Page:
Default values are provided where the API docs suggest a value, but there are still APIs where caller is required to provide a max buffer length for an output string -- these look pretty weird in Swift but no way to avoid. Some Steamworks APIs support the old "pass NULL to get the required length" two-pass style and these patterns are wrapped up in a Swifty way in the SteamworksHelpers module.

How To Use This Project

Prereqs:

  • Needs Swift 5.7 (Xcode 14)
  • Needs Steam client installed (and logged-in, running for the tests or to do anything useful
  • I'm using macOS 12; should work on macOS 11, Linux; might work on Windows eventually

Install the Steamworks SDK:

  • Clone steamworks-swift-sdk
  • make install (this is far from ideal but hard stuck behind various Swift issues)

Sample Package.swift:

// swift-tools-version: 5.7

import PackageDescription

let package = Package(
  name: "MySteamApp",
  platforms: [
    .macOS("11.0"),
  ],
  dependencies: [
    .package(url: "https://github.com/johnfairh/steamworks-swift",
             branch: "main"),
  ],
  targets: [
    .executableTarget(
      name: "MySteamApp",
      dependencies: [
        .product(name: "Steamworks", package: "steamworks-swift")
      ]
    )
  ]
)

Note that the dependency on steamworks-swift must be by branch (or commit) rather than a SemVer because it requires the "unsafe" C++ interop mode.

Sample skeleton program:

import Steamworks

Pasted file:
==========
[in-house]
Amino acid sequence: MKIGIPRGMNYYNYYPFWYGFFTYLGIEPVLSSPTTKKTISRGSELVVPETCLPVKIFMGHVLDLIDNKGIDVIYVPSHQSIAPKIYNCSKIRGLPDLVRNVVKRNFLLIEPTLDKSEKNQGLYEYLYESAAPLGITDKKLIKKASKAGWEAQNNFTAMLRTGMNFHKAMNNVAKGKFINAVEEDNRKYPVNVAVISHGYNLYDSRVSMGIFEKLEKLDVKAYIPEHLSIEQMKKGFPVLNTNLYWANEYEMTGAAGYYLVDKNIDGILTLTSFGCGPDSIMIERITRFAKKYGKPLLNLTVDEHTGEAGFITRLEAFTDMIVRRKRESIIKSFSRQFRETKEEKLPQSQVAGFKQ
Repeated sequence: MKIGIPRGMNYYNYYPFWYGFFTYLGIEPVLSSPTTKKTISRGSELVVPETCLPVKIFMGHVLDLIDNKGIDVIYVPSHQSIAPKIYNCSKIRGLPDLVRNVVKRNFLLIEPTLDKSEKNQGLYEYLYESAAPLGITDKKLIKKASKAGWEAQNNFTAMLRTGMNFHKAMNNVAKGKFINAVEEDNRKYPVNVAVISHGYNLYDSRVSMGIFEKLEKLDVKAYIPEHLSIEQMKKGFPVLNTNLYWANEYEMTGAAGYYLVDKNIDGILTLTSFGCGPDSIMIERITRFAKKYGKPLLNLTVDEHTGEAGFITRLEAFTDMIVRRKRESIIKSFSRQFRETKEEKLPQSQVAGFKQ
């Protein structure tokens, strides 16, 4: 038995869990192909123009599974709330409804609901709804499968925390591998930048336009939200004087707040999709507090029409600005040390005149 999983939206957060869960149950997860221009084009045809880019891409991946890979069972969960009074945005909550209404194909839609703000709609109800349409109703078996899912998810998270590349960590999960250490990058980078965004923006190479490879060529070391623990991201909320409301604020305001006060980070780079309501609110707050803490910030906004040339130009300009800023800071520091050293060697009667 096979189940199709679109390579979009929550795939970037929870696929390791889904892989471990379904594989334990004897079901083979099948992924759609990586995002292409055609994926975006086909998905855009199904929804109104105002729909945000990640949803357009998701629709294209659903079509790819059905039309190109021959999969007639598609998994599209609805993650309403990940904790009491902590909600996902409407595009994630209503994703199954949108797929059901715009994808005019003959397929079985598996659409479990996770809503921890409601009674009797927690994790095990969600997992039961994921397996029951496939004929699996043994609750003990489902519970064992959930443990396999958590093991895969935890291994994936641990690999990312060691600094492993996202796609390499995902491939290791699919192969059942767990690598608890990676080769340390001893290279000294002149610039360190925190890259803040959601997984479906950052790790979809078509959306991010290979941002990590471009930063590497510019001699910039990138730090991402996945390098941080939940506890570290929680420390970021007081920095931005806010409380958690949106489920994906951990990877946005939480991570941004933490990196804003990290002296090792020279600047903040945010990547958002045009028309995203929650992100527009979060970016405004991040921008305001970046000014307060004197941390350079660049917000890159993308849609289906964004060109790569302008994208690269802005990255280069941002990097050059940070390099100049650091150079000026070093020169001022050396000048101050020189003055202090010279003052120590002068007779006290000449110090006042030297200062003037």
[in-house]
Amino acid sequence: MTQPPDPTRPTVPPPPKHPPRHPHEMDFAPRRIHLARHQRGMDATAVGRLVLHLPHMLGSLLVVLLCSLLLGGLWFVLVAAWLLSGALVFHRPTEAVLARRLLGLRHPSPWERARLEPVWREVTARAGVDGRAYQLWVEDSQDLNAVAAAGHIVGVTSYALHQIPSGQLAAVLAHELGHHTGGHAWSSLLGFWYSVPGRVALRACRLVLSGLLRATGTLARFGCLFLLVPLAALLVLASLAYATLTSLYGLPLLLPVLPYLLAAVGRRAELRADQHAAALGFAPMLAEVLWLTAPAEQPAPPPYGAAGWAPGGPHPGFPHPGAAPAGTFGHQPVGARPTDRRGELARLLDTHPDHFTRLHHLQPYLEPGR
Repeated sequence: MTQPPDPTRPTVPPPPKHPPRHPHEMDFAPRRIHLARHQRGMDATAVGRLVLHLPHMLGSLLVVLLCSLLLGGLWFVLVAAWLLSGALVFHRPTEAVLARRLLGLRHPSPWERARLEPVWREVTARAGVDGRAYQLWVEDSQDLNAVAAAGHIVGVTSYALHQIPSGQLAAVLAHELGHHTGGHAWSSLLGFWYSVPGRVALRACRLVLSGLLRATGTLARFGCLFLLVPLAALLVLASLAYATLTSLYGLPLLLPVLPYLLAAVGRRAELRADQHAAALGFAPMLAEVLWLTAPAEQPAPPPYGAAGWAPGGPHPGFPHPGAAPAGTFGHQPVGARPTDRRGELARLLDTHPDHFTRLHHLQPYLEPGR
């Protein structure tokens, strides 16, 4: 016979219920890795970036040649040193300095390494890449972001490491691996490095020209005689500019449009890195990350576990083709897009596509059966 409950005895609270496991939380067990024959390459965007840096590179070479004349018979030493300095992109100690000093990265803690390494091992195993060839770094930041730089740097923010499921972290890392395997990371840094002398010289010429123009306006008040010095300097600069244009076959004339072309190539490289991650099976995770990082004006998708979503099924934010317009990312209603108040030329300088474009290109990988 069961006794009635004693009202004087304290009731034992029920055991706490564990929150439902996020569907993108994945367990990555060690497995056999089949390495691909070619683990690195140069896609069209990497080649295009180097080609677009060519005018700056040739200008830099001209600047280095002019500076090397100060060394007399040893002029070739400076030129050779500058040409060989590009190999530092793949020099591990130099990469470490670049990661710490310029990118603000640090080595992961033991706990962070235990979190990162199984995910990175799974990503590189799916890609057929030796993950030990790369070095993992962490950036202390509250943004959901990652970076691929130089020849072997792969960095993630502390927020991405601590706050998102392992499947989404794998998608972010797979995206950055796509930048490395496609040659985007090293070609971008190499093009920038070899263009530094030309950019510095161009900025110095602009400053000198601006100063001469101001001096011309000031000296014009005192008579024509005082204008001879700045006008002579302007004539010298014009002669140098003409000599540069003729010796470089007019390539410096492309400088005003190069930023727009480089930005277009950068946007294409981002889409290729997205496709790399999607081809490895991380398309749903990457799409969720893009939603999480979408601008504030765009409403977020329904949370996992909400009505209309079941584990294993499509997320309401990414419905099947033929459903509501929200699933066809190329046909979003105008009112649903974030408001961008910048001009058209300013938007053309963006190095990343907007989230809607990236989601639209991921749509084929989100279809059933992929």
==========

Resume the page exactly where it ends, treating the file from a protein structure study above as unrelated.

@main
public struct MySteamApp {
  public static func main() {
    guard let steam = SteamAPI(appID: .spaceWar, fakeAppIdTxtFile: true) else {
      print("SteamInit failed")
      return
    }
    print("Hello world with Steam name \(steam.friends.getPersonaName())")
  }
}

API docs here.

There may be a more fully-fledged AppKit demo here.

Implementation notes

Swift C++ Bugs

Tech limitations, on 5.7 Xcode 14.0b3:

  • Have to manually tell Swift to link with libc++. Verify by commenting from Makefile. When resolved tidy Makefile. currently fixed in 5.7
  • Importing Dispatch and -enable-cxx-interop makes DispatchSemaphore disappear but not the rest of the module?? Work around. When resolved rewrite mutex. currently fixed in 5.7
  • Some structures/classes aren't imported -- the common factor seems to be a protected destructor. Verify by trying to use SteamNetworkingMessage_t.
  • Something goes wrong storing pointers to classes and they get nobbled by something. Verify by making SteamIPAddress a struct, changing interfaces to cache the interface pointers.
  • Some C++ types with operator == don't have Equatable generated. Verify with SteamNetworkingIPAddr. Got worse in 5.7
  • Importing Foundation and -enable-cxx-interop and a C++ module goes wrong. Swift 5.6 doesn't crash; worse the compiler goes slow, spits out warnings, then the binary runs like treacle. Will aim to not depend on Foundation, see how that goes. seems fixed in 5.7 but build is really slow - keep up not using Foundation?